Data points from public and private travel businesses suggest a fast recovery for the travel industry.
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Public Data Points
American Airlines released two data points this week that suggested recovery may be quicker than some have imagined for the travel industry. The first was the reinstatement of 141 parked aircraft.
Second, American Airlines also indicated that the company believes cash burn will end before 2020 is finished. That puts the company at least to break even, interesting since that hadn’t happened for years in a great economy, though the company was profitable the most recent three quarters prior to COVID-19.
Southwest has also indicated the company plans on being a larger airline than they were prior to the crisis and is behaving accordingly. Gary Leff points out that Southwest often seizes economic downturns to expand the carrier and this time is no different. In another that confirms plans to add capacity optimistically, even if the business has not yet returned, Southwest says fares later in the year will be excellent for consumers.
Private Data Points
While Hertz and Avis are publicly-traded companies that disclose data openly to shareholders, Enterprise is privately held. A relative of a reader reported that while the relative was a new hire within the last six months, she was offered a severance when the crisis appeared to have staying power. Despite this, she has recently been recalled (keeping the severance) due to higher than expected demand.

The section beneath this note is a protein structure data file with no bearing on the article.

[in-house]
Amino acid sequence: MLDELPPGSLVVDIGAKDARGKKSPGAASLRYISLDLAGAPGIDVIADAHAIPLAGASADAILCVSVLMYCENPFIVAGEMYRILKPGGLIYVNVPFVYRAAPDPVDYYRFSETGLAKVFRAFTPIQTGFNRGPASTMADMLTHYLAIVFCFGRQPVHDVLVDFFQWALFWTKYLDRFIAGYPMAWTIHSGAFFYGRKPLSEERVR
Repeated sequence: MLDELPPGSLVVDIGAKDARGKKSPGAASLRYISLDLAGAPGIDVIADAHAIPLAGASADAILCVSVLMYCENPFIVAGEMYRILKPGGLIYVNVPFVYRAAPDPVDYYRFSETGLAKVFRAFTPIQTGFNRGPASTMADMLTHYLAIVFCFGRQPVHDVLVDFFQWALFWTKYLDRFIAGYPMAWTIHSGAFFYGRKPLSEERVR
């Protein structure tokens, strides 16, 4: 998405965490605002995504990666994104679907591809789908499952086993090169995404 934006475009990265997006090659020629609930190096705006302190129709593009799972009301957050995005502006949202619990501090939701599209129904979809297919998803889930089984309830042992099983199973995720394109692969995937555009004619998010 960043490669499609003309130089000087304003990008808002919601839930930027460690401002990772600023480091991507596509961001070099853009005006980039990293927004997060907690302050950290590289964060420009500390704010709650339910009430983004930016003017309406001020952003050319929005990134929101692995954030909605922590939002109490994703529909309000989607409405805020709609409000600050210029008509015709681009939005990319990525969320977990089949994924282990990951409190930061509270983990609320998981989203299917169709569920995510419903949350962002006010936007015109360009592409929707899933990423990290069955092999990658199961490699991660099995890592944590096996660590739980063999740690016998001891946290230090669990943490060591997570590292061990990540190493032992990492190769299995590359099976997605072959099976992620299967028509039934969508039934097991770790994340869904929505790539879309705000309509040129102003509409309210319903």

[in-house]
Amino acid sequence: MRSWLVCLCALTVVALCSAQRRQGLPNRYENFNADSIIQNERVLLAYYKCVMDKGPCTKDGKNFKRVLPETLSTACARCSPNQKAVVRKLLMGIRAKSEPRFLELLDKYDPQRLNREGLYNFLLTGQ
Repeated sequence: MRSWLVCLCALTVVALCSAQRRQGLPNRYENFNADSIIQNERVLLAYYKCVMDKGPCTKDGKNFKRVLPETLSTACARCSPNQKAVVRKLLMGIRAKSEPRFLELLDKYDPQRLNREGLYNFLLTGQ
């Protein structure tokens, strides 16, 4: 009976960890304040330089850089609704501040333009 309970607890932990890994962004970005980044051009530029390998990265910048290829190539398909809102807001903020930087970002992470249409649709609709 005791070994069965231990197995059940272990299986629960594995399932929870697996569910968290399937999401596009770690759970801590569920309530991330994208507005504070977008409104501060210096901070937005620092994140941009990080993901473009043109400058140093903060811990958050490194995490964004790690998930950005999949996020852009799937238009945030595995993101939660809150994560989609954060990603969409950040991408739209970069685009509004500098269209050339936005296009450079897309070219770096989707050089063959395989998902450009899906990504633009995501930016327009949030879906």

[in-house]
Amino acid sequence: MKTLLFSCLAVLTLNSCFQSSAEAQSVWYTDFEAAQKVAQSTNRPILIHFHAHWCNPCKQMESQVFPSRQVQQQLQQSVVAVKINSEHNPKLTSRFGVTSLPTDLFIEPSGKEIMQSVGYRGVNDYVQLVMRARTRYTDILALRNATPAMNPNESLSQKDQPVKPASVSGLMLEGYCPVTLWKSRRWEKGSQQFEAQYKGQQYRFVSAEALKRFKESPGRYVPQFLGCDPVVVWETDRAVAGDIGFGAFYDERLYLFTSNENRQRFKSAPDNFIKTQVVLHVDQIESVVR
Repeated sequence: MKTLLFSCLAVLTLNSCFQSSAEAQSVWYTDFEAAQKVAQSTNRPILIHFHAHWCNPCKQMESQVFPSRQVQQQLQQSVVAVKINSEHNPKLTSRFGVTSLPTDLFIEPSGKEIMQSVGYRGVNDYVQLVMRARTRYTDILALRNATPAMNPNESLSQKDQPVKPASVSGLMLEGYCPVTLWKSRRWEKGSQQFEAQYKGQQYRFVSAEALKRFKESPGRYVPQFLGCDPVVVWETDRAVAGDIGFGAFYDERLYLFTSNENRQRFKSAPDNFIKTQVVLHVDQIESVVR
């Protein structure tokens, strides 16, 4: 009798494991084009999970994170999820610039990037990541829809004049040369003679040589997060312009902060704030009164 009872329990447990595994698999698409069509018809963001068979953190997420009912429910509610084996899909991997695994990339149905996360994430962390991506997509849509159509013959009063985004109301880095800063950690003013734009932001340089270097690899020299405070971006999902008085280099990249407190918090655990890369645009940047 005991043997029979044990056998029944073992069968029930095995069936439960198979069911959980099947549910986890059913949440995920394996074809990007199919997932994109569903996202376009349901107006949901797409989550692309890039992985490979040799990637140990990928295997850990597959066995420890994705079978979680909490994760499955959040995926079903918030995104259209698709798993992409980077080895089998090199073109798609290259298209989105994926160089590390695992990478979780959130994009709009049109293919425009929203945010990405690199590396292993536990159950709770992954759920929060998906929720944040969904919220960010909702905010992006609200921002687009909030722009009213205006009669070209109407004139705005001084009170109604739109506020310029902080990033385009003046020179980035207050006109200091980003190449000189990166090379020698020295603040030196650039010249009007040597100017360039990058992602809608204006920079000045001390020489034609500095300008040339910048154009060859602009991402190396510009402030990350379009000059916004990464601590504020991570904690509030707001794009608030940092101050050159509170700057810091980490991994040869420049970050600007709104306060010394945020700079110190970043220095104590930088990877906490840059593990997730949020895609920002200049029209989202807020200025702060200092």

While it’s not an official source, I have verified that at least in her case, it is accurate.
Other travellers are reporting fuller flights and higher fares, though official fare details won’t be reported publicly for some time.
What Does Recovery Mean?
Recovery has to be seen in a couple of lights in my opinion. It would be hard to say recovery has arrived solely based on airline balance sheets, though they were great prior to the crisis. The reason this can’t be the only measurement is that re-organized debt obligations and luring leisure travelers back into seats may have to begin with price, neither of which will look great on the books.
Recovery will have to be measured by utilization as well. How many cars are rented, how many hotels are full with respect to prior years? I mention in another post that 2019 achieved Peak Travel, so it would be misleading to base the presence on recovery with respect to whether passenger numbers and capacity achieve the highest levels in history. Not returning to those numbers does not mean that the industry hasn’t recovered.
Recovery should be defined as when airlines return to profitability and passenger numbers to at least 75% of 2019 levels.
Some data points suggest that recovery has begun and while travel ahs not yet normalized, it may be well on its way. It will be hard to say when passengers will fill the seats being added to airline capacity, but it’s a positive sign for the travel industry that some data (even anecdotal) shows travellers are returning faster than anticipated.
What do you think? Has recovery begun? Will recovery be slow for the travel industry? What do you make of the data points included in this post?